I woke up this morning at 5 am for some unknown reason. I went out to the kitchen to make coffee. I knew the bean grinder was going to make a lot of noise, so I took the coffee pot into my bedroom to grind the beans. I didn’t want to wake my son. Once the grinder had finished, I took it back out to the kitchen to brew the coffee. 15 minutes later I returned to the kitchen only to find coffee and grinds spilling all over the counter. I had forgotten to put the filter in, again. I spent 45 minutes cleaning up and grinding/brewing a second time. I ended up waking my son anyway. It took me an hour to get a cup of coffee – an hour I didn’t have. And yet somehow I stayed calm on the inside.

At 7 am the first text message came in – one of the 1-on-1 care provider’s car was stolen last night and she wasn’t coming into work today. I’m scrambling to find a solution to get my mother to surgery while they finish the sewer line under my house. I sat for 30 minutes to work on my deadlines and responsibilities. Just 30 minutes before another storm – uncontrolled, absolute chaos.

I can’t help but think that there has to be a better way. There has to be a better way to take care of our senior human beings with greater dignity and a higher level of respect. Is there not one place where I can put my parents where they will be taken care of in their final days? Why do I need to shovel them from one facility to another? Why do they need 6 different specialists? Social workers? Care providers on top of care providers?

Why is there not one system where all of their medical information and history resides? Why do we ask the same set of questions over and over again? Why do we put so much responsibility on family members so that instead of spending time with their loved ones in their final days their lives are turned upside down in this sea of chaos, disorder, confusion, havoc, bedlam, pandemonium, uproar, turmoil, madness, hullabaloo, wild disarray, and disorganization?

I just want to hold my mother’s hand as it shakes and kiss my father on the forehead and let them know I am here, and that I love them.

Thank You to My Friends

If you are one of the people who has lovingly checked up on me, left a message, called for work or for personal reasons, or sent a text asking me, “how are you?” and I didn’t answer – just let me say “I am sorry.”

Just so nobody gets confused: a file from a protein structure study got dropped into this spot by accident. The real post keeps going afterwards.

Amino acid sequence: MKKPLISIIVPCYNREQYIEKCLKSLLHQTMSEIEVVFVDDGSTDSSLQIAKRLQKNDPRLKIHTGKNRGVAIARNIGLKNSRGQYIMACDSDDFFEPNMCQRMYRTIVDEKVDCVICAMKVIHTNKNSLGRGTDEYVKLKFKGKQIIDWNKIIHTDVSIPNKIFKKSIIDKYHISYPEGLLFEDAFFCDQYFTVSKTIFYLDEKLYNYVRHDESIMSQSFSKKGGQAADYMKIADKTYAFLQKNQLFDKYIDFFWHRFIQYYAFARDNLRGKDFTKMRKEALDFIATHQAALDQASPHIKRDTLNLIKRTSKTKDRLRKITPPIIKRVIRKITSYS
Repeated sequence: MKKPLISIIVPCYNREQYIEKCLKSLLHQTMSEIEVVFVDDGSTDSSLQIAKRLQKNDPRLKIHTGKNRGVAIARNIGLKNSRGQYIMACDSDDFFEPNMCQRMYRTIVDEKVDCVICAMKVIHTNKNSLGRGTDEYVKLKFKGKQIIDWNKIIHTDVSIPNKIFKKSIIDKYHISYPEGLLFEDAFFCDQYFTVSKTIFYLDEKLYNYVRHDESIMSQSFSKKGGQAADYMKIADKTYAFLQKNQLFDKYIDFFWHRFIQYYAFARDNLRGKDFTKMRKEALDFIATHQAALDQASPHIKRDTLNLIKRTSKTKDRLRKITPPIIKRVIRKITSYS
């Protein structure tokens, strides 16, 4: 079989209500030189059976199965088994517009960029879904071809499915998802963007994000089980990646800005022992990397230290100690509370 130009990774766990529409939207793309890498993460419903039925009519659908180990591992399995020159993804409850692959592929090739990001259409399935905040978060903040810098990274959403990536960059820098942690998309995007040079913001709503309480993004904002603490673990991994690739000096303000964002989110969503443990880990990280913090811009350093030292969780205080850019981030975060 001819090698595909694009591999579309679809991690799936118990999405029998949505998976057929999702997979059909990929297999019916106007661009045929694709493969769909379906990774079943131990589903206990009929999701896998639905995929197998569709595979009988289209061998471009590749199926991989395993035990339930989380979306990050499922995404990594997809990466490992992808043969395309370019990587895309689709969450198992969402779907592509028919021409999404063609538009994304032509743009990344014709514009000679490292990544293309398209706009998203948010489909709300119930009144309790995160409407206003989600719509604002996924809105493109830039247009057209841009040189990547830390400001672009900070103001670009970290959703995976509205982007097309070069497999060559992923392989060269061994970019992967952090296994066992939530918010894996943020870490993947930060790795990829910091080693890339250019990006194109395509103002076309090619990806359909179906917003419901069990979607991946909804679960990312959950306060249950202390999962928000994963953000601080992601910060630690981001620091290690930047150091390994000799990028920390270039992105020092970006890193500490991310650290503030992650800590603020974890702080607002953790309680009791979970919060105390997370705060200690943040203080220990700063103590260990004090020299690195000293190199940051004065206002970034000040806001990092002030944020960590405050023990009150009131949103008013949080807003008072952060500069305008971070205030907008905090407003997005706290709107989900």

I really have no idea how to answer your question. I don’t want to yet again give you an excuse for why I haven’t called or emailed or sent in my article. I feel like an epic failure and nothing I do changes it. This has been a 2-year shitstorm with this same day repeating over and over again and it isn’t over yet.

Know that I love you and that your thoughtfulness means the world to me. But to answer your question…

I’m fine.

About the Author:
Julie is a dynamic, engaging change agent who brings integrity and passion to everything. Through her books, articles, speaking, consulting, and teaching — her purpose is to change the world through thought-provoking dialog and interaction. Julie has a B.S. degree in computer science from The Ohio State University, a MaED from the University of Phoenix, and is currently pursuing her Ph.D. in Management and Organizational Leadership in Information Systems & Technology from the University of Phoenix. She also is an ITIL Expert, Certified Help Desk Director, and Certified Governance IT Professional.

Julie speaks at conferences worldwide on topics of leadership, business, knowledge management, service management, governance, organization development, process engineering, service level management, and continual improvement.

You can reach Julie at juls@julielmohr.com or http://www.julielmohr.com.

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Comments

  1. Michael Acampora-KCS student - January 19, 2019 at 10:57 pm

    Julie,
    Wow! I ‘m so sorry.
    It indeed sounds like a shitstorm, and if I was in some way able to help, I think I’d try.
    What I will do; pray; I’ll pray for you and your folks. That is in my power. I’ll do it.
    So, so, sorry.

    Reply
  2. Rob Blanchard - February 11, 2019 at 4:34 pm

    Unfortunately, this same scenario is playing itself out Millions of times a day in our country. I can empathize with your situation because my wife and I went through this a couple of years ago when she was diagnosed with Breast cancer. And to add insult to injury, nothing goes smoothly. “You need a port for your chemo”, they give her a staff infection putting in the port. “We can’t close up the giant hole left from removing your port because it is infected, you will have to put this material down into the wound every day until the 3” incision heals on its own. Since you can’t have a port, we’re putting in a pic line, which you can’t get wet so, after you put the material in your open wound every morning, put a giant plastic bag on your arm so the pic line won’t get wet”…..it just goes on and on. In the end, after the chemo, the surgery and the radiation, our relationship was the best it has ever been and I learned a TON about my wife and the kind of person she really is. She became my hero. I hope your parents’ procedures go more smoothly than what we experienced and that your relationships are strengthened through the process. Good luck!

    Reply